Without A Net

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Interview: Popular podcasters take to talking zombies on TV on 'Stuff You Should Know' (VIDEO)

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If you listen to podcasts at all, you might have heard of Josh and Chuck of HowStuffWorks’ Stuff You Should Know podcast, regularly burning up iTunes podcast rankings. After doing the podcast for almost five years, on track to hit their 500th episode this year, they’re taking their informative message to television with a Stuff You Should Know TV show on Science Channel.

The podcast started when Josh and Chuck’s boss at HowStuffWorks came to Josh and asked him to help get their content out in a different way — podcasts. Josh didn’t know what a podcast was, but as Chuck tells it, their boss told him, “It’s sort of like a radio show, but it’s on the Internet. Just go do it.”

Josh and Chuck made their name by doing in-depth research and breaking it down for their listeners, but now they’re taking that just do it approach to TV. They’re transferring their gung-ho attitude while also amping things up with a fictionalized element, making themselves characters in the new show.

“Let’s say we do a podcast on zombies. It’ll show the [recording] booth stuff on zombies, and then in the ‘real’ world — which is fictional — we get invited to be zombie extras on a movie set, and screw that up,” Chuck says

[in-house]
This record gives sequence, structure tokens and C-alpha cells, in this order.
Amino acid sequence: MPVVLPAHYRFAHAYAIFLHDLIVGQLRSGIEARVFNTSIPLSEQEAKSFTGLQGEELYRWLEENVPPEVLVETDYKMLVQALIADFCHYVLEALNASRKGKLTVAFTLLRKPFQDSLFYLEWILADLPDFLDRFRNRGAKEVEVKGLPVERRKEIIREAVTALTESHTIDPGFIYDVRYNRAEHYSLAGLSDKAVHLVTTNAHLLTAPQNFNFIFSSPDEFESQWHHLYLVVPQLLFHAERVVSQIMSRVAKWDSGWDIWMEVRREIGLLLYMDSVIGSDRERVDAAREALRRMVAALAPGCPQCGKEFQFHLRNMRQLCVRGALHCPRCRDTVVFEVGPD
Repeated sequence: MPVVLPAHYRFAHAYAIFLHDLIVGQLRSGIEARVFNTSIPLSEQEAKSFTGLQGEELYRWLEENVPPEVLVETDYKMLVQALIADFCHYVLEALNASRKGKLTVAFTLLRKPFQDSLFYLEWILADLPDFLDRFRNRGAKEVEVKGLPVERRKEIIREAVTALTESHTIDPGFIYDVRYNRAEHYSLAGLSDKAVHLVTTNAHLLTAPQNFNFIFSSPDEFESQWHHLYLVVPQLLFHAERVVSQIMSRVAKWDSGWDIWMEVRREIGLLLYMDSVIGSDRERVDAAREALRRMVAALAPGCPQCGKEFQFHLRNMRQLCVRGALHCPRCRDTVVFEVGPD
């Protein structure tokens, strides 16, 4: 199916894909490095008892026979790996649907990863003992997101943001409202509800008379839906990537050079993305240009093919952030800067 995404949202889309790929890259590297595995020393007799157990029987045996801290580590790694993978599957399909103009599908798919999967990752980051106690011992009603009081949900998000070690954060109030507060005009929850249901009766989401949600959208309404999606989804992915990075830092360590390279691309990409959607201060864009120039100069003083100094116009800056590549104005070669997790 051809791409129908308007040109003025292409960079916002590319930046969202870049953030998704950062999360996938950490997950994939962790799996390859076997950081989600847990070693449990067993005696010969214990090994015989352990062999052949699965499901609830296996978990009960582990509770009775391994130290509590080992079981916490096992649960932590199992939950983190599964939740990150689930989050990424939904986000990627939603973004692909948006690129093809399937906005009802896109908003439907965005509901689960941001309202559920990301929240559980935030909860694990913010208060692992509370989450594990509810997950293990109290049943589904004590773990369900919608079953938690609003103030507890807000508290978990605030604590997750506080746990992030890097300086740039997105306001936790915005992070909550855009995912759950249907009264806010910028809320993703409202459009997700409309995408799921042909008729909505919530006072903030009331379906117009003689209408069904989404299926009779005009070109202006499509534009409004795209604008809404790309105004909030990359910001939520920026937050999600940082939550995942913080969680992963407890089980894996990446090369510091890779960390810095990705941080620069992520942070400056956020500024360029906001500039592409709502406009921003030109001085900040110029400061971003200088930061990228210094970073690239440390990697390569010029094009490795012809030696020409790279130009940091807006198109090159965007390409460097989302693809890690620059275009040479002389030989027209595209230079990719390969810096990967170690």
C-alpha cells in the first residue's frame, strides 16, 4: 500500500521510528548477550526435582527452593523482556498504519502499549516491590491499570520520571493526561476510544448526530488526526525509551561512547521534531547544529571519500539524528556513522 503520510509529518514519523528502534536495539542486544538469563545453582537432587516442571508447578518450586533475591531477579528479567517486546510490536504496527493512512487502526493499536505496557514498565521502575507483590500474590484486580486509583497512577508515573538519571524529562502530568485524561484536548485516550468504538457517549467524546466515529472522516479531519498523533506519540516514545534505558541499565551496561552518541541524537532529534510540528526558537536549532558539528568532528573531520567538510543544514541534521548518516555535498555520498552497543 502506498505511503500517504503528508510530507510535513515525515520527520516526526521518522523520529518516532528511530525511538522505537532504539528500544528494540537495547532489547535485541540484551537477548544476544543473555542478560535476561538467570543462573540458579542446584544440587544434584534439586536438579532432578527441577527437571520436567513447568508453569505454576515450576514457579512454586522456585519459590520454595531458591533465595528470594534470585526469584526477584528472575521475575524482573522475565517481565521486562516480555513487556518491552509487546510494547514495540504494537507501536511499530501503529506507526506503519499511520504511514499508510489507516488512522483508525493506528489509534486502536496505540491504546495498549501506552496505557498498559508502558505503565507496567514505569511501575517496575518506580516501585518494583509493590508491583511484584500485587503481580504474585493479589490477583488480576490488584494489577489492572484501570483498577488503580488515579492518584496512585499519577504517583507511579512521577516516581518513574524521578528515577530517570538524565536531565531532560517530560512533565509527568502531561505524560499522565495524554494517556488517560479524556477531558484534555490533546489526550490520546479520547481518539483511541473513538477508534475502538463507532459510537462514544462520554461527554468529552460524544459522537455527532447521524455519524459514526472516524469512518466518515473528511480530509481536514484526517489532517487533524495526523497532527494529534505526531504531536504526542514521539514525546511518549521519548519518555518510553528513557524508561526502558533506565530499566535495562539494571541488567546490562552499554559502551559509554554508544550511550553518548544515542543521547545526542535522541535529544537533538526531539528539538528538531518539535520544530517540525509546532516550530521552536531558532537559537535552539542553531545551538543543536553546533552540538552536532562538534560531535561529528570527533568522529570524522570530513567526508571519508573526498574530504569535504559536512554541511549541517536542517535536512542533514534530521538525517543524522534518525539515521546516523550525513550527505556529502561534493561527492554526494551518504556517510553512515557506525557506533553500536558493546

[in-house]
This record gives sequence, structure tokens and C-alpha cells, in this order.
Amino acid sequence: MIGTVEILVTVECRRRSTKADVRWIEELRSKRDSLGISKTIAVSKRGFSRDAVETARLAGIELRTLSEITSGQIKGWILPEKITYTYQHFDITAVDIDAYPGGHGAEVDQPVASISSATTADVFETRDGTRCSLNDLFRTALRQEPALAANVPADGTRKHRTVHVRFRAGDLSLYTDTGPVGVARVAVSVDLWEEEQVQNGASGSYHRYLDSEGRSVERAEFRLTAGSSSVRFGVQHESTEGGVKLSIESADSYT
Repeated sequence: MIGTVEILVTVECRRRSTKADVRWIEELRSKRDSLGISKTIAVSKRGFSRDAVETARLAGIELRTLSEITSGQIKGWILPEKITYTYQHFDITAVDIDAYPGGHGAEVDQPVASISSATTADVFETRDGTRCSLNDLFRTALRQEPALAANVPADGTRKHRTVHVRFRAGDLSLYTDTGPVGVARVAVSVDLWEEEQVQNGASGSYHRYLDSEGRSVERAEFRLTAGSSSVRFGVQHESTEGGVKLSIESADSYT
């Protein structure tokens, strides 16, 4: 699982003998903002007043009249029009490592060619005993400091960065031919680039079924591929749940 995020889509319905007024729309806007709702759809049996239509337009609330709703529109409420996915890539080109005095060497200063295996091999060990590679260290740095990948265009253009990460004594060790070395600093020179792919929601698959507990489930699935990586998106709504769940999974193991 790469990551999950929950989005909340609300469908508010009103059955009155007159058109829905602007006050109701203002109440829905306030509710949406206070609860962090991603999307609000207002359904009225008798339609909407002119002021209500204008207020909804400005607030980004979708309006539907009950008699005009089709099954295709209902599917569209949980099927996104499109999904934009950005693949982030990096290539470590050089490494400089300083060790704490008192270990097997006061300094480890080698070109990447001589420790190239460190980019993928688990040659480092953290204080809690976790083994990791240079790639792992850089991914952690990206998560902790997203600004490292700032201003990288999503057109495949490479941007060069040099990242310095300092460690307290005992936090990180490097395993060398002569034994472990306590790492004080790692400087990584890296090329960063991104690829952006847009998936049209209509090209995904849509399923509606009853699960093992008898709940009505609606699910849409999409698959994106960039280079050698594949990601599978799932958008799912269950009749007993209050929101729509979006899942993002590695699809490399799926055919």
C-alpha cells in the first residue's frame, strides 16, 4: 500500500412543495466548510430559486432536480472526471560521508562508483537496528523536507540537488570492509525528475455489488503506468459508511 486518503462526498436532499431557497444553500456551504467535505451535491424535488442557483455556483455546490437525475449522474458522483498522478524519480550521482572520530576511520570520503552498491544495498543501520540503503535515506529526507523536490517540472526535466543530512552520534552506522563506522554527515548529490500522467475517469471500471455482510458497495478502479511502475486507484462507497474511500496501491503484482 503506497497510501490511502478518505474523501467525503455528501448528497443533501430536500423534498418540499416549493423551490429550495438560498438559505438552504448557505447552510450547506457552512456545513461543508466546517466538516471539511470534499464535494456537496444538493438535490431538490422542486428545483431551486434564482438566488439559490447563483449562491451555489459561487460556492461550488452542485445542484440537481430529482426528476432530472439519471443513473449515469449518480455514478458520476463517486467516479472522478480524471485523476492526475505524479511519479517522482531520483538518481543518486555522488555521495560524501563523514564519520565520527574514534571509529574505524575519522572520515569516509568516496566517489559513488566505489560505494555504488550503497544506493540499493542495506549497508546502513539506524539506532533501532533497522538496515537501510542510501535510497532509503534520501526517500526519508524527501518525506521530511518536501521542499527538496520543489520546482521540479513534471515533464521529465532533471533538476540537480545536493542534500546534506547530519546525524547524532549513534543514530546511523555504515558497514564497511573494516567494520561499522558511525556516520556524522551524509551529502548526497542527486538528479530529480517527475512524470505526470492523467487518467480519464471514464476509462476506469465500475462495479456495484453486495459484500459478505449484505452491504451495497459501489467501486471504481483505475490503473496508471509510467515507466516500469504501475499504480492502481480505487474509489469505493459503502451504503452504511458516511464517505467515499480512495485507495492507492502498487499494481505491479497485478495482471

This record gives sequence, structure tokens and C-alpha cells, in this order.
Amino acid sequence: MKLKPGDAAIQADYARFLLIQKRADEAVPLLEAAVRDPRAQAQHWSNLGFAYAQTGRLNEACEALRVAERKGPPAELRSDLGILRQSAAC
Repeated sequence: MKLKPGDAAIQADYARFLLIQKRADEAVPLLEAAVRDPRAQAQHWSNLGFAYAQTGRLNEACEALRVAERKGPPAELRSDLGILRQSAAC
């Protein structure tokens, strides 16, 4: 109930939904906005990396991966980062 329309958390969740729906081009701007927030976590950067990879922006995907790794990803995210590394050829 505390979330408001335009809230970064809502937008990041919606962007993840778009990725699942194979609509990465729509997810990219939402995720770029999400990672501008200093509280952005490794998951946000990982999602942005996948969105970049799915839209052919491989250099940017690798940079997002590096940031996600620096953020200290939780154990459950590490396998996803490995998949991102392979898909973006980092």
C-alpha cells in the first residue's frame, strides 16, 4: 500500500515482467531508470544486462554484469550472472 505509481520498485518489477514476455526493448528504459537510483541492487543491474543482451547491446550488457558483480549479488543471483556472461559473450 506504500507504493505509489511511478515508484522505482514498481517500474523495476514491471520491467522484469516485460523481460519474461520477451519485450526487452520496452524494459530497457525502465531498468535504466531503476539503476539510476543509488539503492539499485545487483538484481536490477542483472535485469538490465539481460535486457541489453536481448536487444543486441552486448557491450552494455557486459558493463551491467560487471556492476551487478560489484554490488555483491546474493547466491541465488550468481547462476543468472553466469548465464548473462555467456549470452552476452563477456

Their lead actress is from the New York outlet of the Upright Citizens Brigade Theatre, Caitlin Bitzegaio, and they’re trying to make a show that still has information but is also visual and full of action. Still, they are playing themselves, so they think they’ve got it under control.

“If you can’t play yourself, then come on. You have larger metaphysical problems than acting,” Josh says.

The podcasts they record on the show — which are podcasts that don’t exist on their regular podcast, but only in the world of the show — still follow the model Josh and Chuck built their name on, helping people to understand what’s behind everything in our world.

“We’re explaining really complex ideas in ways people can relate to,” says host Josh Clark.

“We … seem to have a knack for breaking down and distilling these cool sciencey, complex ideas into something you would hear sitting around the dorm room,” says his co-host Chuck Bryant.

They’re quick to warn that they’re not experts, but they are good researchers. They used to write articles for the site, but now they follow the lead of other HowStuffWorks writers on the article side, though they still do a wealth of independent research.

While they could rely more on others to do their research for them, “Part of the research process is finding some thread that leads to another thread, and another thread,” Josh says, which helps shape the direction of the podcast.

“We wish we had time to go to the library and do that kind of Dan Brown thing, but we definitely don’t. Fortunately, the Internet is increasingly reliable these days,” Josh says.

“As long as you do your homework,” Chuck cautions.